The Fallacy of God and Art

Picture yourself given the following question: A woman becomes pregnant. She has tuberculosis and the father has syphilis. As a result she has already had four miscarriages. In fact, their only surviving child is deaf and intellectually impaired. You, as a doctor, are asked to decide whether they should terminate the current pregnancy. Yes, it is (one of the versions of) the Great Beethoven Fallacy. Would you answer “yes” your questioner would triumphantly announce “Congratulations, you have just murdered Beethoven”. Of course the queerness of the argument should be obvious (if not I can readily point them out in a comment), but this is just the introduction to my subject.

This tale, it doesn’t correspond to Beethoven’s real situation by the way, is an example of the Argument from Beauty which tries to affirm the existence of god. The argument is that since beauty transcends an object’s material state, and beauty is a quality of god, then god must exist. And from this there is also an argument that all great art must come from, or be inspired by, religion. But this is of course an incorrect assumption. To see why lets first look at some examples of explicitly religious art and architecture:

 

notredamedeparisgod2-sistine_chapel


uppsala_domkyrka_front

Of course these are impressive examples but is it impossible to find something that at least rivals these works? Of course not.

Statue of Liberty

hemispheric_-_valencia_spain_-_jan_2007

library_of_alexandria

sydney_opera_house_-_dec_2008

None of these examples have anything to do with religion, yet most would agree they are quite esthetically satisfying.

There are two things one can say about this. The most likely reason artists, architects, musicians and others almost exclusivly created religious art in the past ages were that churches were the only one who could support the creation of such works. God is apparently not a requirement for appreciating the wounderful and spiritual (for lack of a better word). One can also notice the fallacy of defining god as direct responsibility for certain properties in the world. If god is the beauty in a painting, the gentle surface of a lake, and in so many other things, what god is there left to talk about?

Steven Weinberg sums it up perfectly in his Dreams of a Final Theory, “Some people have views of God that are so broad and flexible that it is inevitable that they will find God wherever they look for him. One hears it said that ‘God is the ultimate’ or ‘God is out better nature’ or ‘God is the universe.’ Of course, like any other word, the word ‘God’ can be given any meaning we like. If you want to say ‘God is energy,’ then you can find God in a lump of coal.”

14 Responses

  1. omg!! the people in front of the statue look like ants holy crap!! the statue is huge!!

  2. The argument from beauty does not say beautiful objects are only those made for religious purposes or by religious people. The argument from beauty agrees that one can be an atheist and work for secular purposes and still produce beauty.

  3. Thank you for the observation apologianick. If this is the case I feel it only strengthen my line of reasoning.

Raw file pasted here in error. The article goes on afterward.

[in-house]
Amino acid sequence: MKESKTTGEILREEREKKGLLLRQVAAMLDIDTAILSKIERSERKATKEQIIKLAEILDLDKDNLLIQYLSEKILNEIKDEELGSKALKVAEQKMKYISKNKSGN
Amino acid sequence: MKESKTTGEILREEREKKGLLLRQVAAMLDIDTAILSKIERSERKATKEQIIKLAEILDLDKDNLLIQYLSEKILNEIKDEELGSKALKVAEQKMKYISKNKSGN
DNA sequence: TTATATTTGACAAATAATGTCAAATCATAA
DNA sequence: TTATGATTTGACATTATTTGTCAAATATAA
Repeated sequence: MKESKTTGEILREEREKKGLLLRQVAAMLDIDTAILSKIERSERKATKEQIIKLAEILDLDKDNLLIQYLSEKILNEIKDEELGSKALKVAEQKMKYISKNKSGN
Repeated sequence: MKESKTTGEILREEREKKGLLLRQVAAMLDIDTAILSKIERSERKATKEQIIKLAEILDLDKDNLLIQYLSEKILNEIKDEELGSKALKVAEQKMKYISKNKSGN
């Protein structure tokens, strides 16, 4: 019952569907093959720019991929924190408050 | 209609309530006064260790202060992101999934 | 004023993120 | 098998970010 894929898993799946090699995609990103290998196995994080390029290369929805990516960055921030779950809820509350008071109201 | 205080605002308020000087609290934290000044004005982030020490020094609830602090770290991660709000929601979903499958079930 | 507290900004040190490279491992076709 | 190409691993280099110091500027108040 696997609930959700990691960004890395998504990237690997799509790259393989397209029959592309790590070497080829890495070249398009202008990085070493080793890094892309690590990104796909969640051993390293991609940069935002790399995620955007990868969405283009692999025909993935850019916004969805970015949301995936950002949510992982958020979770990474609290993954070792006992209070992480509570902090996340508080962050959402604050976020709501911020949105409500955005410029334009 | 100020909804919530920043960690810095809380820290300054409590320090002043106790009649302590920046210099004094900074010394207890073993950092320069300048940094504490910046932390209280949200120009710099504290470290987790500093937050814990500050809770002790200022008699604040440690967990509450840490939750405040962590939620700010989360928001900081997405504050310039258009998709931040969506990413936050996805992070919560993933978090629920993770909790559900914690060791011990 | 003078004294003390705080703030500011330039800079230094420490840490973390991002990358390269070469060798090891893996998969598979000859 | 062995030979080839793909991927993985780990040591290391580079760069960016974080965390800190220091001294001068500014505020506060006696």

4. Then you’re not familiar with what the argument from beauty says. All that has been presented is a straw man. We’re still waiting to find that beauty explained. Of course, you could just say “beauty is in the eye of the beholder” but then you have to drop the idea that all the above pictures are aesthetically pleasing.

  5. Nick (aka apologinick): I’m sorry that I just read your comment from the hip, so to speak. Double checking wikipedia clearly identify this as “The argument from beauty is an argument for the existence of God as against materialism.”.

    While this line of reasoning might not be widely used by the ordinary beliver I do not think this is a straw man argument when it comes to the “sophisticated theologicans”.

    I don’t know what “side” you’re taking on this, but you are actualy raising the exact counter arguments atheists raise in that it’s nonsensical to see any further purpose in beauty than itself.

    Also, beauty is certainly in the eye of the beholder. But we can still retain the concept of good art if only through statistics.

  6. Roger. If beauty is in the eye of the beholder, then you can’t hold to what you stated. Do you think the images you included above that are not religious in origin are beautiful? If so, then beauty is not in the eye of the beholder but in the object. However, if you want to say beauty is in the eye of the beholder, then you say beauty is an idea in the mind of the viewer and he projects that beauty onto that which he views, but if he speaks of that which he views saying “X is beautiful” then he is not telling anything about the object but the way he perceives the object.

    If you hold that, then you live in a world where the statement “X is beautiful” cannot be a true statement or even a false one. It is meaningless.

    And please use some other source besides wikipedia. It might help to actually read something on the argument from beauty sometime because you do not represent it properly at all.

  7. Well then. Before I say anything more, would you care to state the definition of the argument from beauty to us, for our common benefit?

  8. The argument from beauty is like the argument from morality. Just as truths about morality can be known, so can truths about beauty. You can make statements about the beauty of an object in itself and those statements are either true or false. However, for things to be beautiful, there must be some standard of beauty by which they are made beautiful and this, as Aquinas would say, everyone knows as God.

    Also, if you wish to debate these in a more in-depth style, I recommend coming to TheologyWeb.com. I’m ApologiaPhoenix there.

  9. I noticed that this is not the first time you mention this topic. Why have you chosen it again?